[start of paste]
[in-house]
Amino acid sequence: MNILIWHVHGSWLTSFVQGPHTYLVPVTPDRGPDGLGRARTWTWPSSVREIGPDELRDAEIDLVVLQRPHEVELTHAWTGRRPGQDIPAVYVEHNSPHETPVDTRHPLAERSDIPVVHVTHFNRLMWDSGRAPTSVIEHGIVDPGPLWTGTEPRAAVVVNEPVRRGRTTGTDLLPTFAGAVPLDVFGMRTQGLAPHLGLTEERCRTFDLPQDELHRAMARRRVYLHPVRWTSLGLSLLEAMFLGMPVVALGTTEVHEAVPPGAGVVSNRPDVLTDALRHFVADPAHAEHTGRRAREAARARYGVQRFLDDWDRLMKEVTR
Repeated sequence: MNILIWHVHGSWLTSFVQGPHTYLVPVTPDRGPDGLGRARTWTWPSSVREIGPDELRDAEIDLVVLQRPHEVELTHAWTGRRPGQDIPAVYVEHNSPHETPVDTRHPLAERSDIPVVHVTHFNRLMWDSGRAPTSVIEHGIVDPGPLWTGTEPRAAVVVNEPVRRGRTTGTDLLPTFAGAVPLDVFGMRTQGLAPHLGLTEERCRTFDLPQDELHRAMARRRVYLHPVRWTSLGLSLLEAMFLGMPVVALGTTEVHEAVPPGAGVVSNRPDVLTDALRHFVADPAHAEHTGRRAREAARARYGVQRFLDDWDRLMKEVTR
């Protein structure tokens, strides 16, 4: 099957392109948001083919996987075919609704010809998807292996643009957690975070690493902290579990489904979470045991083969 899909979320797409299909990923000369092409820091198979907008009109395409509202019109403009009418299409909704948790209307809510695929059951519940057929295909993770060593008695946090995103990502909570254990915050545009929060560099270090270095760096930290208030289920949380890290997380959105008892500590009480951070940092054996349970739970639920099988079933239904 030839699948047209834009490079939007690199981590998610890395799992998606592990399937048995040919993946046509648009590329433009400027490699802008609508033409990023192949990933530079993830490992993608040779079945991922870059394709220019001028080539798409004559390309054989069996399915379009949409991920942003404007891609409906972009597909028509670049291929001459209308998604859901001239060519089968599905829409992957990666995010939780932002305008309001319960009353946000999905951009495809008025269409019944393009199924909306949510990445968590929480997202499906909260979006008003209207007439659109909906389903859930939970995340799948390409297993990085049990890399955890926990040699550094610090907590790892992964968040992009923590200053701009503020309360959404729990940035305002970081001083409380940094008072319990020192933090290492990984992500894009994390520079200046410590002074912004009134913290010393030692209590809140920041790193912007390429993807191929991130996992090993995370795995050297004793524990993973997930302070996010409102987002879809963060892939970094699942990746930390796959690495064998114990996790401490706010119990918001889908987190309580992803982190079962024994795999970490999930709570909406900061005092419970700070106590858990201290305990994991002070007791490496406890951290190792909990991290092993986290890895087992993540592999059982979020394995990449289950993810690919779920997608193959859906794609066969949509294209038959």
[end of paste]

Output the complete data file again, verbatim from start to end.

[in-house]
Amino acid sequence: MNILIWHVHGSWLTSFVQGPHTYLVPVTPDRGPDGLGRARTWTWPSSVREIGPDELRDAEIDLVVLQRPHEVELTHAWTGRRPGQDIPAVYVEHNSPHETPVDTRHPLAERSDIPVVHVTHFNRLMWDSGRAPTSVIEHGIVDPGPLWTGTEPRAAVVVNEPVRRGRTTGTDLLPTFAGAVPLDVFGMRTQGLAPHLGLTEERCRTFDLPQDELHRAMARRRVYLHPVRWTSLGLSLLEAMFLGMPVVALGTTEVHEAVPPGAGVVSNRPDVLTDALRHFVADPAHAEHTGRRAREAARARYGVQRFLDDWDRLMKEVTR
Repeated sequence: MNILIWHVHGSWLTSFVQGPHTYLVPVTPDRGPDGLGRARTWTWPSSVREIGPDELRDAEIDLVVLQRPHEVELTHAWTGRRPGQDIPAVYVEHNSPHETPVDTRHPLAERSDIPVVHVTHFNRLMWDSGRAPTSVIEHGIVDPGPLWTGTEPRAAVVVNEPVRRGRTTGTDLLPTFAGAVPLDVFGMRTQGLAPHLGLTEERCRTFDLPQDELHRAMARRRVYLHPVRWTSLGLSLLEAMFLGMPVVALGTTEVHEAVPPGAGVVSNRPDVLTDALRHFVADPAHAEHTGRRAREAARARYGVQRFLDDWDRLMKEVTR
């Protein structure tokens, strides 16, 4: 099957392109948001083919996987075919609704010809998807292996643009957690975070690493902290579990489904979470045991083969 899909979320797409299909990923000369092409820091198979907008009109395409509202019109403009009418299409909704948790209307809510695929059951519940057929295909993770060593008695946090995103990502909570254990915050545009929060560099270090270095760096930290208030289920949380890290997380959105008892500590009480951070940092054996349970739970639920099988079933239904 030839699948047209834009490079939007690199981590998610890395799992998606592990399937048995040919993946046509648009590329433009400027490699802008609508033409990023192949990933530079993830490992993608040779079945991922870059394709220019001028080539798409004559390309054989069996399915379009949409991920942003404007891609409906972009597909028509670049291929001459209308998604859901001239060519089968599905829409992957990666995010939780932002305008309001319960009353946000999905951009495809008025269409019944393009199924909306949510990445968590929480997202499906909260979006008003209207007439659109909906389903859930939970995340799948390409297993990085049990890399955890926990040699550094610090907590790892992964968040992009923590200053701009503020309360959404729990940035305002970081001083409380940094008072319990020192933090290492990984992500894009994390520079200046410590002074912004009134913290010393030692209590809140920041790193912007390429993807191929991130996992090993995370795995050297004793524990993973997930302070996010409102987002879809963060892939970094699942990746930390796959690495064998114990996790401490706010119990918001889908987190309580992803982190079962024994795999970490999930709570909406900061005092419970700070106590858990201290305990994991002070007791490496406890951290190792909990991290092993986290890895087992993540592999059982979020394995990449289950993810690919779920997608193959859906794609066969949509294209038959």